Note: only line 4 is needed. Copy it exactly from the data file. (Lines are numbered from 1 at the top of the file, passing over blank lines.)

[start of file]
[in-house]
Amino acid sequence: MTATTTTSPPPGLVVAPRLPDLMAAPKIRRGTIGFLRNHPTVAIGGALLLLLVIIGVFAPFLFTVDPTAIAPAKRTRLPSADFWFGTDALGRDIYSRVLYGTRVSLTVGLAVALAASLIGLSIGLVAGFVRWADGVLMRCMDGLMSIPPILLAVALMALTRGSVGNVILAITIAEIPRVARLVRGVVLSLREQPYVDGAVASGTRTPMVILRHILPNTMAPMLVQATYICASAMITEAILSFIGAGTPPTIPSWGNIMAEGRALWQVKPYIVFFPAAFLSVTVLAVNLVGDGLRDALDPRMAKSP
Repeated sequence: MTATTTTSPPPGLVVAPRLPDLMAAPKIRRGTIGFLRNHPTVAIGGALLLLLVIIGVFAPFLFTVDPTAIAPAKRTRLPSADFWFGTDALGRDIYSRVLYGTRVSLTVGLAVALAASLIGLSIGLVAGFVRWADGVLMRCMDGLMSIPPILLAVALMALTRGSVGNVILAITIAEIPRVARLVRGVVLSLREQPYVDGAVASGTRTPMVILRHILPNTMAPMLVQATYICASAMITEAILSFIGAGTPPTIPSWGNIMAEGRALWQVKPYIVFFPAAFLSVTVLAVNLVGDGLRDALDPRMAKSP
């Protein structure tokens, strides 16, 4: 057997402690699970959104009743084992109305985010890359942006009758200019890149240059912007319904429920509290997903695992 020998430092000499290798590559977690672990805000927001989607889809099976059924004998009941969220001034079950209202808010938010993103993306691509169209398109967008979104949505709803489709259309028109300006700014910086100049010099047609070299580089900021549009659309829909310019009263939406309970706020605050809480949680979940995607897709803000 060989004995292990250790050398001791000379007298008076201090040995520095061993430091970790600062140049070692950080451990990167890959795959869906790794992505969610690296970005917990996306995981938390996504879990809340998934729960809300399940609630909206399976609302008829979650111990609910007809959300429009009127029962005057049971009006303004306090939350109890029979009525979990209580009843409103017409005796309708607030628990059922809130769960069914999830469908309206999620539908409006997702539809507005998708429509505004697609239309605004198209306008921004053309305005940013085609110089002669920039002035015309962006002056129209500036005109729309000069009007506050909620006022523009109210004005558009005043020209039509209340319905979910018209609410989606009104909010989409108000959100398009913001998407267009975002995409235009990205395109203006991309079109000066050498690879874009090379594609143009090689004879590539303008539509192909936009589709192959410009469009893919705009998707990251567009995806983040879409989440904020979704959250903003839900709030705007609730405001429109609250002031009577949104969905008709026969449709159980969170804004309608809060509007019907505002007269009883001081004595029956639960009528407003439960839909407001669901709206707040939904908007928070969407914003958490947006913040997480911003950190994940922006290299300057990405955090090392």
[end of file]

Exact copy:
């Protein structure tokens, strides 16, 4: 057997402690699970959104009743084992109305985010890359942006009758200019890149240059912007319904429920509290997903695992 020998430092000499290798590559977690672990805000927001989607889809099976059924004998009941969220001034079950209202808010938010993103993306691509169209398109967008979104949505709803489709259309028109300006700014910086100049010099047609070299580089900021549009659309829909310019009263939406309970706020605050809480949680979940995607897709803000 060989004995292990250790050398001791000379007298008076201090040995520095061993430091970790600062140049070692950080451990990167890959795959869906790794992505969610690296970005917990996306995981938390996504879990809340998934729960809300399940609630909206399976609302008829979650111990609910007809959300429009009127029962005057049971009006303004306090939350109890029979009525979990209580009843409103017409005796309708607030628990059922809130769960069914999830469908309206999620539908409006997702539809507005998708429509505004697609239309605004198209306008921004053309305005940013085609110089002669920039002035015309962006002056129209500036005109729309000069009007506050909620006022523009109210004005558009005043020209039509209340319905979910018209609410989606009104909010989409108000959100398009913001998407267009975002995409235009990205395109203006991309079109000066050498690879874009090379594609143009090689004879590539303008539509192909936009589709192959410009469009893919705009998707990251567009995806983040879409989440904020979704959250903003839900709030705007609730405001429109609250002031009577949104969905008709026969449709159980969170804004309608809060509007019907505002007269009883001081004595029956639960009528407003439960839909407001669901709206707040939904908007928070969407914003958490947006913040997480911003950190994940922006290299300057990405955090090392």